Gerald Orchard, "To the Working Party inquiry into JSA Hayward"s MA Thesis," 13 October 2000, 4pp.
See Report by the Joel Hayward Working Party, pp. 36-37.
L.L. Stevens, QC, "Memorandum for Members of the Working Party," 15 September 2000, p. 21.
Journal of Social History 32 (No. 4, 1999), pp. 941-2; History and Theory 39 (No. 2, 2000), pp. 218-29; The Times Literary Supplement no. 4935 (31 October 1997), p. 10; History - Reviews in History (October 1999), and others.
Richard J. Evans, In Defence of History (London: Granta Books, 1997), pp. 121, 123.
Richard J. Evans, Lying About Hitler: History, Holocaust, and the David Irving Trial (New York: Basic Books, 2001), p. 248.
Report by the Joel Hayward Working Party, pp.3, 57, 70 and 86.
"An odious decision" The New Zealand Jewish Chronicle 57 (No. 3, 2000 [sic]), pp. 1, 7.
Comment by David Zwartz in Sunday Star Times (28 January 2001).
The cost of the enquiry has been reported at $200,000. "Thesis casts shadow" The Press (20 December 2000). Also in Daryl LeGrew, letter to Vincent Orange, 19 December 2000, p. 2 estimated at between $150,000 and $200,000 and in "An open letter to our community from the University of Canterbury", 22 December 2000.
"Varsity leader defends historian" The New Zealand Herald (15-16 April 2000) wherein Pro Vice Chancellor Barrie Macdonald of Massey University affirmed the high regard the university had for Hayward.
Joel Hayward, letter to Vincent Orange, 9 May 2000, p.1 wherein he refers to specific treatment by a physician. In 2002 Hayward again referred to continuing care.
Joel Hayward, letter, 6 December 2002, read publicly at Orange's retirement function at Canterbury University on the same day. The letter was an expression of gratitude and congratulations to Orange who devoted forty years to Canterbury.
"Second Holocaust thesis controversy" The Press (24 October 2002) and "Essay was revisionist" Waikato Times (23 October 2002). The suggestion was advanced by Dov Bing. Ironically, an editorial shortly thereafter dismissed Bing"s suggestions as "Trivial to-do" The Press (29 October 2002). One wonders why editors of a leading newspaper permitted a "trivial" matter to appear on the front page or composed an editorial on the same "trivial" subject?
Glyn Harper and Joel Hayward, eds, Born to Lead: New Zealand Military Commanders and their Style of Command.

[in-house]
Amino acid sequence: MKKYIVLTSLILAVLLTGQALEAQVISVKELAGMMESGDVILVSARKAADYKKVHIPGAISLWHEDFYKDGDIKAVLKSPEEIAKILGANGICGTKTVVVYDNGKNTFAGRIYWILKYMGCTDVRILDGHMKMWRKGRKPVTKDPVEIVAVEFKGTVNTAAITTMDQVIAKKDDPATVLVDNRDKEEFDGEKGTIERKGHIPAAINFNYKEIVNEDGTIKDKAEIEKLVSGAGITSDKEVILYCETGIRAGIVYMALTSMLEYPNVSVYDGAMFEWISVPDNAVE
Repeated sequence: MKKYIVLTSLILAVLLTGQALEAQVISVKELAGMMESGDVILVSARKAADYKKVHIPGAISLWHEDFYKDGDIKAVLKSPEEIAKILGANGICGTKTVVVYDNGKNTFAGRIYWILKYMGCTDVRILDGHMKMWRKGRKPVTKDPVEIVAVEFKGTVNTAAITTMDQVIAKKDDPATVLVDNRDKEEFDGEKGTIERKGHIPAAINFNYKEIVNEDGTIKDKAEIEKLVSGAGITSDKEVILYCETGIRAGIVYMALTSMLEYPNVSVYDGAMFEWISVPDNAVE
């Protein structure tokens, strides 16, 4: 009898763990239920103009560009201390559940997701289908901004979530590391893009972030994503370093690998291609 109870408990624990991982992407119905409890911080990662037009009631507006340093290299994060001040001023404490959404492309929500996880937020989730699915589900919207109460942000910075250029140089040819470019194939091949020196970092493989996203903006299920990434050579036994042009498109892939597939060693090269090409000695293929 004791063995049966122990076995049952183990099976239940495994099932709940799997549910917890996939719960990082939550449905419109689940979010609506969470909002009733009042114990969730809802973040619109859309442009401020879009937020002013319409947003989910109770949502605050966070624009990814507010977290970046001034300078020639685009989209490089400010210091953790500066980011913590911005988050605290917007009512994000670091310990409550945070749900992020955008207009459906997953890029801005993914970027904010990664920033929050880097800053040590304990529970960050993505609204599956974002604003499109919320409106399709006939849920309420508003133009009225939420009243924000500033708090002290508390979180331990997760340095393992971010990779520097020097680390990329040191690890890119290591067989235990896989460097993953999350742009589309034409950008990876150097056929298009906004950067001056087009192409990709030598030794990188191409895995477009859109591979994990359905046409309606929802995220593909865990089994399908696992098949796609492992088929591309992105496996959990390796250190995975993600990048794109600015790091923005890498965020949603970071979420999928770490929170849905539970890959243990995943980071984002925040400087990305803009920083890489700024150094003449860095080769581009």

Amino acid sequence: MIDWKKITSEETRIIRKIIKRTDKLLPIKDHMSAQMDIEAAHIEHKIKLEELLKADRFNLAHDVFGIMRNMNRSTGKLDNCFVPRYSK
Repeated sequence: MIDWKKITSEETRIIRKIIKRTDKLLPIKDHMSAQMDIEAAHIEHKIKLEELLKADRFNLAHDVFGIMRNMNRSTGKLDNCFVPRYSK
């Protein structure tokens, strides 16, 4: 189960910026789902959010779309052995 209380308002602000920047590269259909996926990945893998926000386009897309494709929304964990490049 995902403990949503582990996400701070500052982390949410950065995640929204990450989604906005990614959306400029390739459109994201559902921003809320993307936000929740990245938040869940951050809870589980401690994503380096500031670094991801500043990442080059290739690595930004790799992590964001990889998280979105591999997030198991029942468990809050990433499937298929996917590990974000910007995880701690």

Tony Fisk, letter to Joel Hayward, 29 November 2002. Fisk is the managing director of HarperCollins in New Zealand.
Joel Hayward, letter to Vincent Orange, 4 December 2002.
Joel Hayward, letter to Vincent Orange, 5 February 2003.
John H. Jensen, submission to the Working Party, p. 8; Hayward, letter to the University of Canterbury Working Party, p. 25 and Hayward, letter to Melanie Jones, 6 October 2000 declining to participate in the proposed 60 Minutes programme.
Alan Hayward, letter to Vincent Orange, 17 October 2002.
Vincent Orange, letter to Alan Hayward, 7 May 2000, p. 4.
Charles Liebman, "What should have been done?" Jerusalem Report 2 (9 January 1992), p. 37.
All of these are considered constituent aspects of holocaust denial in Deborah E. Lipstadt, Denying the Holocaust: The Growing Assault on Truth and Memory (New York: The Free Press, 1993). On what basis can these criteria be considered binding?
Elie Wiesel, "Trivializing the Holocaust," New York Times (16 April 1978), p. 2:1; Harry J. Cargas, "An interview with Elie Wiesel," Holocaust and Genocide Studies 1 (1986), p. 5.
Neither Joel Hayward nor Vincent Orange has been associated with the preparation of this article and neither has seen it prior to publication. 


23 April 2005

The former Canterbury University academic who resigned over a "book-burning" scandal says American universities will not employ him for fear of having "some sort of Holocaust-denier" on their staff.

Senior history lecturer Thomas Fudge left Canterbury in 2003 after his article in a university journal, revisiting the furore about a student's highly contentious thesis questioning key aspects of the Holocaust, sparked an emotional spat with university heads.